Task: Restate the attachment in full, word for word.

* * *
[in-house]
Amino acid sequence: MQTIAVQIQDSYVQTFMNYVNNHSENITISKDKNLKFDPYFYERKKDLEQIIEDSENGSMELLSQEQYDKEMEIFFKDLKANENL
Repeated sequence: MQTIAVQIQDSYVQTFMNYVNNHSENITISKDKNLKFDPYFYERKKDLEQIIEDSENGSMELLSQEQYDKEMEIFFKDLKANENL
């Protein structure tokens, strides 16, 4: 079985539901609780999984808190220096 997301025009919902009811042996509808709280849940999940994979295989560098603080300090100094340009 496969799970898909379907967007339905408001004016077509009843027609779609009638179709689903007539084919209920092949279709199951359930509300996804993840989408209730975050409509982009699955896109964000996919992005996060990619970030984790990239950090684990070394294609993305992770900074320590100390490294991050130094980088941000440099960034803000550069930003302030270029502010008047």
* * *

[in-house]
Amino acid sequence: MQTIAVQIQDSYVQTFMNYVNNHSENITISKDKNLKFDPYFYERKKDLEQIIEDSENGSMELLSQEQYDKEMEIFFKDLKANENL
Repeated sequence: MQTIAVQIQDSYVQTFMNYVNNHSENITISKDKNLKFDPYFYERKKDLEQIIEDSENGSMELLSQEQYDKEMEIFFKDLKANENL
């Protein structure tokens, strides 16, 4: 079985539901609780999984808190220096 997301025009919902009811042996509808709280849940999940994979295989560098603080300090100094340009 496969799970898909379907967007339905408001004016077509009843027609779609009638179709689903007539084919209920092949279709199951359930509300996804993840989408209730975050409509982009699955896109964000996919992005996060990619970030984790990239950090684990070394294609993305992770900074320590100390490294991050130094980088941000440099960034803000550069930003302030270029502010008047």